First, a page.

America is the largest food donor in the world. Jews should fight to end misguided U.S. policies that stop aid from getting to victims, and prevent countries from feeding themselves.
Rabbi Abraham Joshua Heschel once said that Judaism “takes the mind out of the narrowness of self-interest.” During the past few weeks, I’ve been reminded of the urgent need for American Jews to make this formulation real as I’ve turned my attention to a flagrant threat to human rights in Uganda.
I have always been fascinated by Purim — a holiday that celebrates a disaster that nearly *happened but didn’t, a planned genocide against the Jewish people in ancient Persia that was subverted at the final hour. *The heroine of this story was a woman, Queen Esther, whose nerve and diplomatic savvy rescued the Jewish community from a plot to destroy it.
The next president will help set the national agenda on a wide range of issues of importance to the Jewish community. While our collective concern for the well-being of Israel has featured prominently in discussions of our community’s stake in the presidential election, Jewish groups are also vigorous participants in debates over a diverse array of other issues both foreign and domestic.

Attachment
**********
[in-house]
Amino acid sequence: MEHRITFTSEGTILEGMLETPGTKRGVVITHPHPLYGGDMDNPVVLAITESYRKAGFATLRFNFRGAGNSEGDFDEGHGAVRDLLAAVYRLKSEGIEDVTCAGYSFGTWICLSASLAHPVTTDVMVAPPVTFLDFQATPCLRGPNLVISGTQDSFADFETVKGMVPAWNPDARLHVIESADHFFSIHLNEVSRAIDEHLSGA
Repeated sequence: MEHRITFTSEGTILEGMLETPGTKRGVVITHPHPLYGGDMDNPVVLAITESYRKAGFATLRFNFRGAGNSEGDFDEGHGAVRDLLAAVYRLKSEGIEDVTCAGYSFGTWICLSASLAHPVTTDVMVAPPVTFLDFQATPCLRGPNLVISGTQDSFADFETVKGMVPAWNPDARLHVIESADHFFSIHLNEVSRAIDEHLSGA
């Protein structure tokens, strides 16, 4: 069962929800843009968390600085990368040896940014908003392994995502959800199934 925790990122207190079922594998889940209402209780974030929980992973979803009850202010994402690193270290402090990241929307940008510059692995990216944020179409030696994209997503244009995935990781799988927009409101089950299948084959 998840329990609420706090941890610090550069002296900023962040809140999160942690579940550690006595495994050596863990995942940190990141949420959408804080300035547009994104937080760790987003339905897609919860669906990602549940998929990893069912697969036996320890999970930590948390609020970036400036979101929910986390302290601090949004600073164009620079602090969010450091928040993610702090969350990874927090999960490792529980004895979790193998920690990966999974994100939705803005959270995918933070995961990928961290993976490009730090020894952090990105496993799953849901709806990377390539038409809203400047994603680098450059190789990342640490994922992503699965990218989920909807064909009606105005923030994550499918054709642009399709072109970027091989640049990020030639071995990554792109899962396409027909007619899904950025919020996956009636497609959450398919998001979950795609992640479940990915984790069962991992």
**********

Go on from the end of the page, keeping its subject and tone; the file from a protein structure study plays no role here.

One billion people in the developing world live on $1 or less a day, lacking clean water, electricity, food, education and medical care. This July 4, as we Americans proudly celebrate our independence, it is our hope that President Bush fully contemplates the opportunity he has to help free many of them from the chains of
I could not help noting the potential irony during the second presidential debate when President Bush announced emphatically that “there will be no draft.” It was oddly reminiscent of the 1988 presidential debate, when then-vice president George H. W. Bush just as emphatically assured the public: “Read my lips: no new taxes.” We all know